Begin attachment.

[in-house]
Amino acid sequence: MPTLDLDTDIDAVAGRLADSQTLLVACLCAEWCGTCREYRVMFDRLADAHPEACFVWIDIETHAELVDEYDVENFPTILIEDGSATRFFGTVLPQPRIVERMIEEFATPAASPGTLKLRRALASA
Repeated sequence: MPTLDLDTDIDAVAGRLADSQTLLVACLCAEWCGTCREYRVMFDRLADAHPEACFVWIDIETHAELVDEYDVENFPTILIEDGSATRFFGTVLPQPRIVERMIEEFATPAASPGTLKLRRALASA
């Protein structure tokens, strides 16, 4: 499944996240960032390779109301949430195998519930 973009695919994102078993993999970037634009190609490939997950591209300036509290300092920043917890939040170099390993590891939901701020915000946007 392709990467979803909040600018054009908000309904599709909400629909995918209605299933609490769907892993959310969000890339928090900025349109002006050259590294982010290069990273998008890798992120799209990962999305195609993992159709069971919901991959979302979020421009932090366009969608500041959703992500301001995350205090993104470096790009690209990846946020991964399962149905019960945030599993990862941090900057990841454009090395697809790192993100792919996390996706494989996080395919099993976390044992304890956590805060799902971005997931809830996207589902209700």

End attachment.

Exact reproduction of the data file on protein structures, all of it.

[in-house]
Amino acid sequence: MPTLDLDTDIDAVAGRLADSQTLLVACLCAEWCGTCREYRVMFDRLADAHPEACFVWIDIETHAELVDEYDVENFPTILIEDGSATRFFGTVLPQPRIVERMIEEFATPAASPGTLKLRRALASA
Repeated sequence: MPTLDLDTDIDAVAGRLADSQTLLVACLCAEWCGTCREYRVMFDRLADAHPEACFVWIDIETHAELVDEYDVENFPTILIEDGSATRFFGTVLPQPRIVERMIEEFATPAASPGTLKLRRALASA
């Protein structure tokens, strides 16, 4: 499944996240960032390779109301949430195998519930 973009695919994102078993993999970037634009190609490939997950591209300036509290300092920043917890939040170099390993590891939901701020915000946007 392709990467979803909040600018054009908000309904599709909400629909995918209605299933609490769907892993959310969000890339928090900025349109002006050259590294982010290069990273998008890798992120799209990962999305195609993992159709069971919901991959979302979020421009932090366009969608500041959703992500301001995350205090993104470096790009690209990846946020991964399962149905019960945030599993990862941090900057990841454009090395697809790192993100792919996390996706494989996080395919099993976390044992304890956590805060799902971005997931809830996207589902209700």